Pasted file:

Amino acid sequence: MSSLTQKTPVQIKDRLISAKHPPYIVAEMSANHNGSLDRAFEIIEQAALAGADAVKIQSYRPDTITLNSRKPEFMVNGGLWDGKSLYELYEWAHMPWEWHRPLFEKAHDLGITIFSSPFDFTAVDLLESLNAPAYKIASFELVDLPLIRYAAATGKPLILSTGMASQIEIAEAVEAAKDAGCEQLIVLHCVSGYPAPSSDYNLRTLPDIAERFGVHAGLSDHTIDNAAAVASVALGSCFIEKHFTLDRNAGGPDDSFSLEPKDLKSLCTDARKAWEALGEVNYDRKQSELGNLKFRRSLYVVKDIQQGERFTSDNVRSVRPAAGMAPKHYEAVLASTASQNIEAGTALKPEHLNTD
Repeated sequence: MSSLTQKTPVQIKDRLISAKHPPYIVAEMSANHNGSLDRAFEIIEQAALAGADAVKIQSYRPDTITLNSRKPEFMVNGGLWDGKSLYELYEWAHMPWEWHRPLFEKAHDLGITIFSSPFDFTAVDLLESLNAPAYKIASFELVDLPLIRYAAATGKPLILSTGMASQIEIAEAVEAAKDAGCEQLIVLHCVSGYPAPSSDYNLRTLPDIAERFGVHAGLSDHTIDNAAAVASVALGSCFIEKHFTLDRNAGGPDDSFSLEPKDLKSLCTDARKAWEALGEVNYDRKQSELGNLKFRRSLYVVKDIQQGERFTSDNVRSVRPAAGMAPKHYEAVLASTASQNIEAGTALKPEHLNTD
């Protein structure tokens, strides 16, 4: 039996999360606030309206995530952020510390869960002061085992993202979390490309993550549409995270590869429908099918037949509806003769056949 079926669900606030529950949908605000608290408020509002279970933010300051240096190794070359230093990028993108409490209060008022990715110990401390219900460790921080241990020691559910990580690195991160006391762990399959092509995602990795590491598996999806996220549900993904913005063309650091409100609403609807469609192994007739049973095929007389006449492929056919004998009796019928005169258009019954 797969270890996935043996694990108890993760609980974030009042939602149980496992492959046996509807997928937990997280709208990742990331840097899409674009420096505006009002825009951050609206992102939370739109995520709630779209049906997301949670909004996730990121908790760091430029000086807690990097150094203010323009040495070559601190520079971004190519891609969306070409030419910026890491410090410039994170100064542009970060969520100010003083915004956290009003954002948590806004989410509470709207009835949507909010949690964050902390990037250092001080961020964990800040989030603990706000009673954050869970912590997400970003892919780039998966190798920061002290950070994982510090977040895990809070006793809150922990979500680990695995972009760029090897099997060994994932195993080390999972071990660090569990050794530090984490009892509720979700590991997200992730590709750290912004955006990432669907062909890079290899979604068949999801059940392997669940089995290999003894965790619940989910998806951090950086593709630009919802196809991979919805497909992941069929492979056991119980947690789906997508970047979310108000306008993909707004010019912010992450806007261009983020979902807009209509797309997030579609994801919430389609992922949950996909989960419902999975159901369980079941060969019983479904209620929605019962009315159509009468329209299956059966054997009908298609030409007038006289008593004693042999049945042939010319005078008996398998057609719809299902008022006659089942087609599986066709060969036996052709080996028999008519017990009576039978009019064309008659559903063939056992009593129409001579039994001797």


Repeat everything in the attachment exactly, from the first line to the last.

Amino acid sequence: MSSLTQKTPVQIKDRLISAKHPPYIVAEMSANHNGSLDRAFEIIEQAALAGADAVKIQSYRPDTITLNSRKPEFMVNGGLWDGKSLYELYEWAHMPWEWHRPLFEKAHDLGITIFSSPFDFTAVDLLESLNAPAYKIASFELVDLPLIRYAAATGKPLILSTGMASQIEIAEAVEAAKDAGCEQLIVLHCVSGYPAPSSDYNLRTLPDIAERFGVHAGLSDHTIDNAAAVASVALGSCFIEKHFTLDRNAGGPDDSFSLEPKDLKSLCTDARKAWEALGEVNYDRKQSELGNLKFRRSLYVVKDIQQGERFTSDNVRSVRPAAGMAPKHYEAVLASTASQNIEAGTALKPEHLNTD
Repeated sequence: MSSLTQKTPVQIKDRLISAKHPPYIVAEMSANHNGSLDRAFEIIEQAALAGADAVKIQSYRPDTITLNSRKPEFMVNGGLWDGKSLYELYEWAHMPWEWHRPLFEKAHDLGITIFSSPFDFTAVDLLESLNAPAYKIASFELVDLPLIRYAAATGKPLILSTGMASQIEIAEAVEAAKDAGCEQLIVLHCVSGYPAPSSDYNLRTLPDIAERFGVHAGLSDHTIDNAAAVASVALGSCFIEKHFTLDRNAGGPDDSFSLEPKDLKSLCTDARKAWEALGEVNYDRKQSELGNLKFRRSLYVVKDIQQGERFTSDNVRSVRPAAGMAPKHYEAVLASTASQNIEAGTALKPEHLNTD
């Protein structure tokens, strides 16, 4: 039996999360606030309206995530952020510390869960002061085992993202979390490309993550549409995270590869429908099918037949509806003769056949 079926669900606030529950949908605000608290408020509002279970933010300051240096190794070359230093990028993108409490209060008022990715110990401390219900460790921080241990020691559910990580690195991160006391762990399959092509995602990795590491598996999806996220549900993904913005063309650091409100609403609807469609192994007739049973095929007389006449492929056919004998009796019928005169258009019954 797969270890996935043996694990108890993760609980974030009042939602149980496992492959046996509807997928937990997280709208990742990331840097899409674009420096505006009002825009951050609206992102939370739109995520709630779209049906997301949670909004996730990121908790760091430029000086807690990097150094203010323009040495070559601190520079971004190519891609969306070409030419910026890491410090410039994170100064542009970060969520100010003083915004956290009003954002948590806004989410509470709207009835949507909010949690964050902390990037250092001080961020964990800040989030603990706000009673954050869970912590997400970003892919780039998966190798920061002290950070994982510090977040895990809070006793809150922990979500680990695995972009760029090897099997060994994932195993080390999972071990660090569990050794530090984490009892509720979700590991997200992730590709750290912004955006990432669907062909890079290899979604068949999801059940392997669940089995290999003894965790619940989910998806951090950086593709630009919802196809991979919805497909992941069929492979056991119980947690789906997508970047979310108000306008993909707004010019912010992450806007261009983020979902807009209509797309997030579609994801919430389609992922949950996909989960419902999975159901369980079941060969019983479904209620929605019962009315159509009468329209299956059966054997009908298609030409007038006289008593004693042999049945042939010319005078008996398998057609719809299902008022006659089942087609599986066709060969036996052709080996028999008519017990009576039978009019064309008659559903063939056992009593129409001579039994001797």